Denmark in the 1300’s Part II

By | December 18, 2021

In the same years several crusades took place: in 1217 Valdemaro’s brother-in-law, Alfonso II of Portugal, conquered Alcácer do Sal; in 1219 King Andrew II of Hungary, related to the first wife of Valdemaro, fought in Acre, in the Holy Land ; in the same year the fifth crusade headed for the Nile delta left. It is legitimate to assume that all these crusades and that of Valdemaro in Estonia were somehow connected.

With the conquest of Estonia, the Danish Baltic Empire reached considerable dimensions and an apparent solidity, but the situation was suddenly reversed when, one night in May 1223, Valdemaro II and the young prince Valdemaro were taken prisoner on the islet of Lyø by one of the king’s great vassals, Count Henry of Schwerin. The king was traveling with the Kingdom archive and many of the original statutes of the Crown can be found today in Schwerin, but the reason for the meeting in Lyø is still unknown. After the king and prince were hastily translated into Schwerin Castle, lengthy negotiations were initiated: Emperor Frederick showed great interest in the illustrious prisoner and insisted that he agree to reconsider the terms of the Golden Bull which, according to the emperor, Valdemaro had not respected. Henry proposed to Frederick that he redeem Valdemaro for the sum of 52,000 silver marks, but the deal did not go through, probably due to the vibrant protests of Honorius III. It was in fact made known that Valdemaro had secretly taken the cross, promising to lead a crusade to Jerusalem: he was therefore under the direct protection of the pope, a circumstance that determined the immediate excommunication of Henry and the interdict on his lands. For Denmark 2018, please check ethnicityology.com.

After two and a half years of imprisonment, an agreement was reached: the king would be released, against payment of 44,000 silver marks and one hundred magnificent horses, while the territory between the Elbe and Eider rivers would be assigned to the emperor, together with the important commercial center of Lübeck.

In these negotiations between Henry of Schwerin and the Danish nobility, a leading role was played by a close friend of Frederick, the Grand Master of the Teutonic Order Ermanno di Salza. After his release, the pope exonerated Valdemaro from his commitments to Henry, arguing that if he had to pay the huge ransom, he would not have been in a position to lead the crusade to Jerusalem.

At this point Valdemaro tried to settle the dispute with arms, allying himself with the Guelph Count Otto of Lüneburg, but the two lost the decisive battle against Count Henry of Schwerin and his supporters in Bornhøved, on 22 July 1227. Any further Danish advance in northern Germany and in the Baltic territory it was now definitively precluded: Estonia was placed under the command of the papal legate Guglielmo da Modena, who immediately afterwards, in the same year, ceded it to the Order of the Sword-holders.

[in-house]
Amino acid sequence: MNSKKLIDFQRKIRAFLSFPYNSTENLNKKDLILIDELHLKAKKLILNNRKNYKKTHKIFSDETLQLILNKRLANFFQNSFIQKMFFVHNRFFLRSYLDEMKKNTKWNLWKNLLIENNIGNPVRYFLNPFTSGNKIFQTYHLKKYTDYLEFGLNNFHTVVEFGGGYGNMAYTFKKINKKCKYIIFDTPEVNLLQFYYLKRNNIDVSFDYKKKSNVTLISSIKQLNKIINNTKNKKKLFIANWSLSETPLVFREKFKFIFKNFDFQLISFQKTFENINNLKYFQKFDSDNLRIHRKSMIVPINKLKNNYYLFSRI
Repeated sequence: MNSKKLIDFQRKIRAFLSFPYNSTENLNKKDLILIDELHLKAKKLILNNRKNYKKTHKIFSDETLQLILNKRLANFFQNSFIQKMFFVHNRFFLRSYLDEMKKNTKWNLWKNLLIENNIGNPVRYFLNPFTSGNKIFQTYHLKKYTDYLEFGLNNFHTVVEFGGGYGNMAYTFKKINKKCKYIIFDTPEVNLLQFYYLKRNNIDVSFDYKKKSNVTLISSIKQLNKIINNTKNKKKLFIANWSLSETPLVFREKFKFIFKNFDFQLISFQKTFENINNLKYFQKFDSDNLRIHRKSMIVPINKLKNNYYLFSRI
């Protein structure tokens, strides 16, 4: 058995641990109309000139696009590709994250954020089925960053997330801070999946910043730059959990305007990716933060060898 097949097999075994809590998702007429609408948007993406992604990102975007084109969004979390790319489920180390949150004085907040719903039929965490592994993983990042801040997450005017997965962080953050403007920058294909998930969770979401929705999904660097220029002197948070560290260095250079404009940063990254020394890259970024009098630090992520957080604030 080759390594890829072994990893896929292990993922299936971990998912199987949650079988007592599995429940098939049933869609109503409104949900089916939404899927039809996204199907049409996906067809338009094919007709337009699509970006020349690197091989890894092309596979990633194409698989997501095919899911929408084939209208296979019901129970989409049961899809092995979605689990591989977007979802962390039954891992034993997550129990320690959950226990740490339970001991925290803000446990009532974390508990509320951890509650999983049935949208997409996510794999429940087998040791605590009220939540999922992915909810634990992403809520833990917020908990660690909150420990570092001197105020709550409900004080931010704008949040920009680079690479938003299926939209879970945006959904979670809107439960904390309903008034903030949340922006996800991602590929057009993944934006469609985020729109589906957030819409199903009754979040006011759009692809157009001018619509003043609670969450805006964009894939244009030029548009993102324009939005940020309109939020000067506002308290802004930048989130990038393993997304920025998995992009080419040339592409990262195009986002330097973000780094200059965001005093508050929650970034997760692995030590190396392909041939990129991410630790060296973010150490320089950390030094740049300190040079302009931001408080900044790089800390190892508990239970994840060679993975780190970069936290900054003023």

However, in 1238 Estonia returned to Denmark, following the treaty of Stensby concluded between Valdemaro and Ermanno di Salza. In the fifteen years following his liberation, King Valdemaro dealt with internal politics, granting privileges to the merchant cities on the Baltic; over time they would acquire great influence thanks to the Scania fair, the main herring trade fair held in northern Europe and a major source of income for the Danish king. In 1234 Valdemaro tried to block the port of Lübeck, but in doing so he prevented the crusaders from embarking for Livonia and, therefore, Pope Gregory IX forced him to desist from the enterprise.

Within Denmark, the harmony that reigned between church and state was an unusual occurrence in Western Europe at the time. Valdemaro II always enjoyed the full and sincere support of Archbishop Anders Sunesen (1201-1222: resigned for health reasons, died in 1226). Personal friend of Pope Innocent III, Anders was appointed by him papal legate and in charge of the missions of the entire Baltic area. He was a highly educated scholastic intellectual, as his work Hexaëmeron demonstrates, whose purpose was to teach young people elegant Latin on the basis of textual examples that were theologically acceptable. Anders tried to reform the Scandinavian Church by making celibacy compulsory, among other things,

It is likely that he met s. Domenico da Osma, in 1203 or 1204, when he was sent to Denmark to arrange the marriage between a son of King Alfonso VIII of Castile and a Danish princess: the marriage did not take place, but Anders would later show great interest in the Dominicans, whom he invited to his diocese of Lund in 1223. The following year the first Franciscans also entered Denmark, in the city of Ribe. Both Orders would then spread widely in Denmark and in the missionary areas of the Baltic.

It is also very probable that Anders Sunesen is responsible for the rapid implementation, in Denmark, of the decisions of the great ecclesiastical councils, as shown, for example, by the abolition of a type of ordeal, which obliged the accused to wear hot irons, not very after the general prohibition of the ordeals issued by the IV Lateran council. In this period a large number of provincial laws were codified, which appear to be a combination of customary local laws and influences coming mainly from canon law. The Law of Jütland was promulgated in 1241, presumably with the intention of establishing a common law that was valid throughout the Kingdom, but for a long time it was only applied in western Denmark.

Anders Sunesen